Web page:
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Sunday, November 16, 2014

Reflections on the 2014 Critical Mixed Race Studies Conference

Fred Sasaki performing "How to Hafu it All: Three Easy Steps to 100%" [image from CMRS Facebook]

by Sharon H Chang

Ah. Where do I begin. I'm sitting on a plane waiting to takeoff to Seattle (correction, taking off) thinking on my last 3 days in Chicago at the Critical Mixed Race Studies Conference. I'm exhilarated, emotional, exhausted, enlightened. I got to present some of my research for the first time. After years of researching, MAJOR milestone. I got to be with and meet in the flesh so many folk doing great work whom I had mostly only known by name or via social media thumbnails till that point: Eliaichi Kimaro of A Lot Like You; Jeff Chiba Stearns of One Big Hapa Family, Yellow Sticky Notes, and the forthcoming Mixed Match; Megumi Nishikura of Hafu; Fanshen Cox of One Drop of Love and, with partner Chandra Crudup, Mixed Roots Stories; Ken Tanabe of Loving Day; Co-creators of War Baby / Love Child (as well as two of the conference's founders) Laura Kina and Wei Ming Dariotis; and Steven Riley of

with Jeff Chiba Stearns of Yellow Sticky Notes

Wednesday, November 12, 2014

Heading to Chicago to Get Critical About Being Mixed!

image from

by Sharon H Chang

Today I'm heading inland from (strangely) sunny Seattle to the Windy-Much-Colder-City for the 3rd Biennial Critical Mixed Race Studies Conference! I've never been and I'm excited. So excited. That's actually putting it kind of mildly. In three decades of life I haven't yet had the opportunity to be in a space filled with mixed-identifying folk and get gritty about what being multiracial means. And I don't mean like a multicultural festival where we revel in ethnic foods, get profound about international music, hold hands while singing All You Need Is Love, and wax poetic about globalization. I've done those. They can be fun. But they don't get at what it's like to move through a racially divided world that persists in being starkly unequal when you're a person who embodies crossed racial lines. Not even close. For instance, when half the planet's entire population lives in Brazil, the US, and primarily Asia, what is the perception of others and daily experience of being a mixed-race person of Asian/white descent? By contrast, when the poorest countries in the world are in Africa because the continent remains devastated by Western conquest and Blackness worldwide continues to suffer heavy negative perception, what is the experience of being a mixed-race person of Black/white descent? There is a trend today of lumping multiracials together as if our lived lives stood apart in some ethereal, united place. But we are not the same, though we may stand together on shared ground, nor do we transcend race by our mere "non-conforming" existence. People identifying as mixed, like all racialized peoples, need the chance to come together too to talk about who we are, how we are alike but different, what we're proud of, what pisses us off -- and what we're going to do about it. Can't wait.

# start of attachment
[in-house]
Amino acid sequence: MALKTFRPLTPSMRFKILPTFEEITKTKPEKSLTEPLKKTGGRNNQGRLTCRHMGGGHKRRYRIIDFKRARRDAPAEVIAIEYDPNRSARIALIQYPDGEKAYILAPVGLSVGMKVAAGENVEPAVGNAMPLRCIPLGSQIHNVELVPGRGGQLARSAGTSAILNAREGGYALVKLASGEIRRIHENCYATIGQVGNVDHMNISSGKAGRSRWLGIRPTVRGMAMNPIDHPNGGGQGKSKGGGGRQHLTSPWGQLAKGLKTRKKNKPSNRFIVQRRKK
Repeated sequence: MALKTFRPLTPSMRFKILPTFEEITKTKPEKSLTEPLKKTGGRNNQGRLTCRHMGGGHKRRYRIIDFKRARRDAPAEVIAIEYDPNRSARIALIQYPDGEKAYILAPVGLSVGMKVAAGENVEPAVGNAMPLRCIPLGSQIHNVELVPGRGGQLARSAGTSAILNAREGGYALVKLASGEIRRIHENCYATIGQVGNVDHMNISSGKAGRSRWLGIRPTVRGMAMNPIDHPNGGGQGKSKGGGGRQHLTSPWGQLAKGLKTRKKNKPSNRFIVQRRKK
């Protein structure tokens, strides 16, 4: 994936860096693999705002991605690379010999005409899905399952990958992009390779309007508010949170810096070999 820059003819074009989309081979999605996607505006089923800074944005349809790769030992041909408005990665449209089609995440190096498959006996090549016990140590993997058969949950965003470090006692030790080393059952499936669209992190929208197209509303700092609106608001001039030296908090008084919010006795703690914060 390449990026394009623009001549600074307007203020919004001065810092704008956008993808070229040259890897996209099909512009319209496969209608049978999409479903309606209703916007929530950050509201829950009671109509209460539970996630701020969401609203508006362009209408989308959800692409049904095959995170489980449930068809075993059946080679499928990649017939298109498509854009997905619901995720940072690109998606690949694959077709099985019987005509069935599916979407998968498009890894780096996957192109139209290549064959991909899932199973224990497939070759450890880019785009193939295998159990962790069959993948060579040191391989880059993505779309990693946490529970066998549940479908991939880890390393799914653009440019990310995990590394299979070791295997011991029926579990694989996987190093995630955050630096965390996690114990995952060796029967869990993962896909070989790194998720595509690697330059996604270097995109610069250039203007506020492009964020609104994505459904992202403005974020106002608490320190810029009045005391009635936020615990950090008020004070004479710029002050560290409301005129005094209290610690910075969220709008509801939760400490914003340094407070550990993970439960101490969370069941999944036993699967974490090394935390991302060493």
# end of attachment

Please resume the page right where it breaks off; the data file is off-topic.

In three decades of life I haven't yet had the opportunity to be in a space filled with mixed-identifying folk and get gritty about what being multiracial means.

Please take a quick look at my Storify slide show below or view it at here at Over the last week I've been counting down to the conference on Twitter by tweeting about presenters, panelists, performers, etc. This is your chance to learn something about the many great multiracial people out there who are reflecting upon, researching deeply, and writing about the mixed experience. There are some fabulous photos, shows to catch, names to look up, links to click, films to watch, books to read  (*note: mouse-over photos/images to view captions). I assembled a list of Tweeps to follow at the end. During the conference this week, I'll be tweeting live as much as possible. You can follow me on Twitter @multiasianfams OR if you aren't on Twitter (and don't want to be), you can read my Twitter Feed live at this blog in the sidebar to the right. Come with me on my's going to be a great ride!